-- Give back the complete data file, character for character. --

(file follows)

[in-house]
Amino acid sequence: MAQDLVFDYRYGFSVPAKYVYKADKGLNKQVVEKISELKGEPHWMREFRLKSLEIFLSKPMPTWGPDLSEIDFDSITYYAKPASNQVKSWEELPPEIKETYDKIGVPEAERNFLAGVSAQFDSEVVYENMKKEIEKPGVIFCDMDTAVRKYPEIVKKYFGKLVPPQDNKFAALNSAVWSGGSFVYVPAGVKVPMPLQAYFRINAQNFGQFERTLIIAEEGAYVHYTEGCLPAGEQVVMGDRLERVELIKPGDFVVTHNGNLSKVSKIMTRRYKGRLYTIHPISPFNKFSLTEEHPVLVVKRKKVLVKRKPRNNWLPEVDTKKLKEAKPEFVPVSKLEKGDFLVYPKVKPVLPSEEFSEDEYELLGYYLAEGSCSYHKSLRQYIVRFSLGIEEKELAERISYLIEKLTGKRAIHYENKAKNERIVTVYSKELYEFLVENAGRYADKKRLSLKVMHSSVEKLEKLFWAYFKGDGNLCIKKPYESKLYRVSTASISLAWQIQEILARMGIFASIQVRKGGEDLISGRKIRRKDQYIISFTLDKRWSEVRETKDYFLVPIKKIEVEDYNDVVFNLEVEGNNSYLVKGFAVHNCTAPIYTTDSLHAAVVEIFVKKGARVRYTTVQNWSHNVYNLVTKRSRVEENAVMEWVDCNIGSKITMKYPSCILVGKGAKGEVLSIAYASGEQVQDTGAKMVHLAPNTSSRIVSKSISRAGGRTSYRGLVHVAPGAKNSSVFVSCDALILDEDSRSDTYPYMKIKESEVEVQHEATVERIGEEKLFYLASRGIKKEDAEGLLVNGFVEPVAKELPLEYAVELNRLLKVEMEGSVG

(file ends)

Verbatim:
[in-house]
Amino acid sequence: MAQDLVFDYRYGFSVPAKYVYKADKGLNKQVVEKISELKGEPHWMREFRLKSLEIFLSKPMPTWGPDLSEIDFDSITYYAKPASNQVKSWEELPPEIKETYDKIGVPEAERNFLAGVSAQFDSEVVYENMKKEIEKPGVIFCDMDTAVRKYPEIVKKYFGKLVPPQDNKFAALNSAVWSGGSFVYVPAGVKVPMPLQAYFRINAQNFGQFERTLIIAEEGAYVHYTEGCLPAGEQVVMGDRLERVELIKPGDFVVTHNGNLSKVSKIMTRRYKGRLYTIHPISPFNKFSLTEEHPVLVVKRKKVLVKRKPRNNWLPEVDTKKLKEAKPEFVPVSKLEKGDFLVYPKVKPVLPSEEFSEDEYELLGYYLAEGSCSYHKSLRQYIVRFSLGIEEKELAERISYLIEKLTGKRAIHYENKAKNERIVTVYSKELYEFLVENAGRYADKKRLSLKVMHSSVEKLEKLFWAYFKGDGNLCIKKPYESKLYRVSTASISLAWQIQEILARMGIFASIQVRKGGEDLISGRKIRRKDQYIISFTLDKRWSEVRETKDYFLVPIKKIEVEDYNDVVFNLEVEGNNSYLVKGFAVHNCTAPIYTTDSLHAAVVEIFVKKGARVRYTTVQNWSHNVYNLVTKRSRVEENAVMEWVDCNIGSKITMKYPSCILVGKGAKGEVLSIAYASGEQVQDTGAKMVHLAPNTSSRIVSKSISRAGGRTSYRGLVHVAPGAKNSSVFVSCDALILDEDSRSDTYPYMKIKESEVEVQHEATVERIGEEKLFYLASRGIKKEDAEGLLVNGFVEPVAKELPLEYAVELNRLLKVEMEGSVG